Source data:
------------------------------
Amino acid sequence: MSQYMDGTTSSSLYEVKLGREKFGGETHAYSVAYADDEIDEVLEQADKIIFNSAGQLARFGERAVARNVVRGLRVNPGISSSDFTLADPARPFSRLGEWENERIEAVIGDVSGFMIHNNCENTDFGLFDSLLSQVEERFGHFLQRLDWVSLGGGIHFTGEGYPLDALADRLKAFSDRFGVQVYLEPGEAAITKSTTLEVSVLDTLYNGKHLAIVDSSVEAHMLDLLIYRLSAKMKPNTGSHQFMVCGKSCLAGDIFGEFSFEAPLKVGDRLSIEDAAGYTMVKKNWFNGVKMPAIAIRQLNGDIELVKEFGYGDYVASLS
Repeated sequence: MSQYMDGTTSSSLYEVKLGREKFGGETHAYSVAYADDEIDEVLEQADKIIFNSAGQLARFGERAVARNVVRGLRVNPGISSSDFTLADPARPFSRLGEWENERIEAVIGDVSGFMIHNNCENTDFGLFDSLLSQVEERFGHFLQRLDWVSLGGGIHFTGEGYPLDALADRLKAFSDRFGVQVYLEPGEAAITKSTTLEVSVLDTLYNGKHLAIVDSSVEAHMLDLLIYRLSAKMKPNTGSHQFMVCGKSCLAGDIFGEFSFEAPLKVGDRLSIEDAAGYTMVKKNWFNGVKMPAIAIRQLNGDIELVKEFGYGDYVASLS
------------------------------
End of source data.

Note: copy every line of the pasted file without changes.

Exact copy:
Amino acid sequence: MSQYMDGTTSSSLYEVKLGREKFGGETHAYSVAYADDEIDEVLEQADKIIFNSAGQLARFGERAVARNVVRGLRVNPGISSSDFTLADPARPFSRLGEWENERIEAVIGDVSGFMIHNNCENTDFGLFDSLLSQVEERFGHFLQRLDWVSLGGGIHFTGEGYPLDALADRLKAFSDRFGVQVYLEPGEAAITKSTTLEVSVLDTLYNGKHLAIVDSSVEAHMLDLLIYRLSAKMKPNTGSHQFMVCGKSCLAGDIFGEFSFEAPLKVGDRLSIEDAAGYTMVKKNWFNGVKMPAIAIRQLNGDIELVKEFGYGDYVASLS
Repeated sequence: MSQYMDGTTSSSLYEVKLGREKFGGETHAYSVAYADDEIDEVLEQADKIIFNSAGQLARFGERAVARNVVRGLRVNPGISSSDFTLADPARPFSRLGEWENERIEAVIGDVSGFMIHNNCENTDFGLFDSLLSQVEERFGHFLQRLDWVSLGGGIHFTGEGYPLDALADRLKAFSDRFGVQVYLEPGEAAITKSTTLEVSVLDTLYNGKHLAIVDSSVEAHMLDLLIYRLSAKMKPNTGSHQFMVCGKSCLAGDIFGEFSFEAPLKVGDRLSIEDAAGYTMVKKNWFNGVKMPAIAIRQLNGDIELVKEFGYGDYVASLS